Go Where No Man Has Gone Before
December 18, 1898: First Land Speed Record ~ 39 MPH
Count Gaston de Chasseloup-Laubat holds a unique place in motoring’s history… he was the first man to set a World Land Speed Record.
It was the two Germans of course, Carl Benz and Gottlieb Daimler, who invented the motor car and made it work, but it was the French who held the first motor races and started the idea of competitive motoring.
The automobile had only been in existence about ten years before French owners began to ask the age old question, “what will she do?.”
The first recorded motoring competition was in 1894, a Paris to Rouen romp in which all kinds of improbable cars participated driven by steam, electric and gasoline engines. The first sanctioned race was in the following year from Paris to Bordeaux and back. In
these early days the two main champions of the electric car were the Marquis de Chasseloup-Laubat and the Belgian, Camille Jenatzy.
Count Gaston made his records over a flying kilometer in one direction only. His car was a funky looking chain-driven machine in which he sat high off the ground and steered by a vertical handle projecting from the first steering wheel on record. These were times when the tiller was universal. It was strictly a sprint machine as the batteries of the day gave him only a short range without recharging.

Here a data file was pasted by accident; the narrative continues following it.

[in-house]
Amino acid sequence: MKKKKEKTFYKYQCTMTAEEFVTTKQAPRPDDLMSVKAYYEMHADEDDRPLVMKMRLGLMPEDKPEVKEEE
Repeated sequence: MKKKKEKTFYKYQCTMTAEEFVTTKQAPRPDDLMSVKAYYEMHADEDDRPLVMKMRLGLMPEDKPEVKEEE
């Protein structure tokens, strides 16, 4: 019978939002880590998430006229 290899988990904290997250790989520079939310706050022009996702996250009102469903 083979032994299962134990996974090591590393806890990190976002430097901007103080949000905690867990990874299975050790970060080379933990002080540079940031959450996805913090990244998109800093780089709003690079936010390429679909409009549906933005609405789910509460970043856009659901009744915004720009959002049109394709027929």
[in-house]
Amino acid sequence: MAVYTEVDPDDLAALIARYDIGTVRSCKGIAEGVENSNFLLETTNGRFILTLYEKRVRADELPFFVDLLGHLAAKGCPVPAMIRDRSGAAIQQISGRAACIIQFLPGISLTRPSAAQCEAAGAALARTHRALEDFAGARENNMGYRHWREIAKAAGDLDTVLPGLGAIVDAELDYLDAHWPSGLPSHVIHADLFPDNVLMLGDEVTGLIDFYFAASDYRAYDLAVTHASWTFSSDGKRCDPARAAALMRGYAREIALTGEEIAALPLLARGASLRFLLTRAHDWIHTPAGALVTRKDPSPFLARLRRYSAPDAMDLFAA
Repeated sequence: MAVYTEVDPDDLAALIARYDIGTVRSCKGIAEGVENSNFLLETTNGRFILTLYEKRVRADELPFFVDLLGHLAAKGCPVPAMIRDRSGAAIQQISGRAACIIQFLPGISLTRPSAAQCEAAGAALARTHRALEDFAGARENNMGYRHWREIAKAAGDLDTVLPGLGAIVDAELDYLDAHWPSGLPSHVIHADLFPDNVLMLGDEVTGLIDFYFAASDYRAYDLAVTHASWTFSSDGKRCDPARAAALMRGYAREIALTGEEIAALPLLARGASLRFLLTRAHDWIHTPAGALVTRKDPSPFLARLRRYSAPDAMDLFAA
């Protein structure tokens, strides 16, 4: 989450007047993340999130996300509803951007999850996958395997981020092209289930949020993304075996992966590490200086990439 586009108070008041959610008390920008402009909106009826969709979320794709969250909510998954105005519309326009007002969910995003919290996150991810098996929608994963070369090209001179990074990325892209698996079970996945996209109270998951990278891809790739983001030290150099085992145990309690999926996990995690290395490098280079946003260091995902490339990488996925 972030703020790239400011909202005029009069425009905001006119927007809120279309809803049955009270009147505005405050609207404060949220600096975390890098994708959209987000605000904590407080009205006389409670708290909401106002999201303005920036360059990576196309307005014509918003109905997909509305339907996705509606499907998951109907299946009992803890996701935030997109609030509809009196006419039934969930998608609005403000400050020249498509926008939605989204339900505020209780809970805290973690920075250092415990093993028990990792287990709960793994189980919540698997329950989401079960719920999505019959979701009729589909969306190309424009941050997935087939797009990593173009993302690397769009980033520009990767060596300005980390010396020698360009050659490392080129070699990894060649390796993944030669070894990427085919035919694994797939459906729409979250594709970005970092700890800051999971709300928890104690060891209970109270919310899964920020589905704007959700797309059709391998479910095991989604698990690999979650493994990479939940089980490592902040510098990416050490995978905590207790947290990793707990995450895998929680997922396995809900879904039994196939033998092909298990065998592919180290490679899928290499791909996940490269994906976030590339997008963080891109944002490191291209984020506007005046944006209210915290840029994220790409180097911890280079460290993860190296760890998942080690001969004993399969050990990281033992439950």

Count Gaston was told, after due calculation, that he had achieved a time of 57 seconds, giving him a speed of 39.24 miles an hour. Not very fast in modern terms but for the time it was the fastest any human had gone on wheels. Gaston had set the automotive world on fire.
He improved this record to 66.65 km/h (41.41 mph) one month later in a series of record setting duels with Camille Jenatzy. Ten days after that Jenatzy managed to break this record although it would revert back to de Chasseloup-Laubat on March 4, 1899 when he increased it to 92.69 km/h (57.59 mph).
Holy Cow…over 100km/h
Jenatzy finally took the record on April 29, 1899 with the first run over 100 km/h (62 mph) with an average speed of 105 km/h (65 mph), a record that was to last 3 years.
Thrust SSC, a British jet-propelled car, holds the World Land Speed Record, set on 15 October 1997, when it achieved a speed of 763 mph and became the first car to officially break the sound barrier.